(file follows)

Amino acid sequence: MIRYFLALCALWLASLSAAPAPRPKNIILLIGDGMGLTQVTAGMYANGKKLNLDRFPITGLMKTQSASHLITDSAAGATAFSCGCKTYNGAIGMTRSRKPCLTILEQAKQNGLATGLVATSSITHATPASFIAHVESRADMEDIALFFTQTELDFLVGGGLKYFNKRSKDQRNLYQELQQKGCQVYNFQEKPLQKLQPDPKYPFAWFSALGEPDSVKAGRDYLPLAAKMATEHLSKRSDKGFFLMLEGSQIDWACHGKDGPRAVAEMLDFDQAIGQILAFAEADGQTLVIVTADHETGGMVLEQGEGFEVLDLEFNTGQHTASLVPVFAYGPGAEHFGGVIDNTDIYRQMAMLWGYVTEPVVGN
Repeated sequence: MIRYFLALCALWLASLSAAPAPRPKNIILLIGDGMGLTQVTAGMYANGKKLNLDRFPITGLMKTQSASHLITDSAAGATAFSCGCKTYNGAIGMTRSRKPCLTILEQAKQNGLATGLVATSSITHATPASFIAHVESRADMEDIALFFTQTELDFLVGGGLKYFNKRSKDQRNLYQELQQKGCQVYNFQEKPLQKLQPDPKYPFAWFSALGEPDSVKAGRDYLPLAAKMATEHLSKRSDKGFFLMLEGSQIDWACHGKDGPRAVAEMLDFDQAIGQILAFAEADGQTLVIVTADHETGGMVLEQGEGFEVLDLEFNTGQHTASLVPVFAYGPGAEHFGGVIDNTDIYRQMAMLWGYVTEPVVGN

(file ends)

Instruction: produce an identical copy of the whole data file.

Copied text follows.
Amino acid sequence: MIRYFLALCALWLASLSAAPAPRPKNIILLIGDGMGLTQVTAGMYANGKKLNLDRFPITGLMKTQSASHLITDSAAGATAFSCGCKTYNGAIGMTRSRKPCLTILEQAKQNGLATGLVATSSITHATPASFIAHVESRADMEDIALFFTQTELDFLVGGGLKYFNKRSKDQRNLYQELQQKGCQVYNFQEKPLQKLQPDPKYPFAWFSALGEPDSVKAGRDYLPLAAKMATEHLSKRSDKGFFLMLEGSQIDWACHGKDGPRAVAEMLDFDQAIGQILAFAEADGQTLVIVTADHETGGMVLEQGEGFEVLDLEFNTGQHTASLVPVFAYGPGAEHFGGVIDNTDIYRQMAMLWGYVTEPVVGN
Repeated sequence: MIRYFLALCALWLASLSAAPAPRPKNIILLIGDGMGLTQVTAGMYANGKKLNLDRFPITGLMKTQSASHLITDSAAGATAFSCGCKTYNGAIGMTRSRKPCLTILEQAKQNGLATGLVATSSITHATPASFIAHVESRADMEDIALFFTQTELDFLVGGGLKYFNKRSKDQRNLYQELQQKGCQVYNFQEKPLQKLQPDPKYPFAWFSALGEPDSVKAGRDYLPLAAKMATEHLSKRSDKGFFLMLEGSQIDWACHGKDGPRAVAEMLDFDQAIGQILAFAEADGQTLVIVTADHETGGMVLEQGEGFEVLDLEFNTGQHTASLVPVFAYGPGAEHFGGVIDNTDIYRQMAMLWGYVTEPVVGN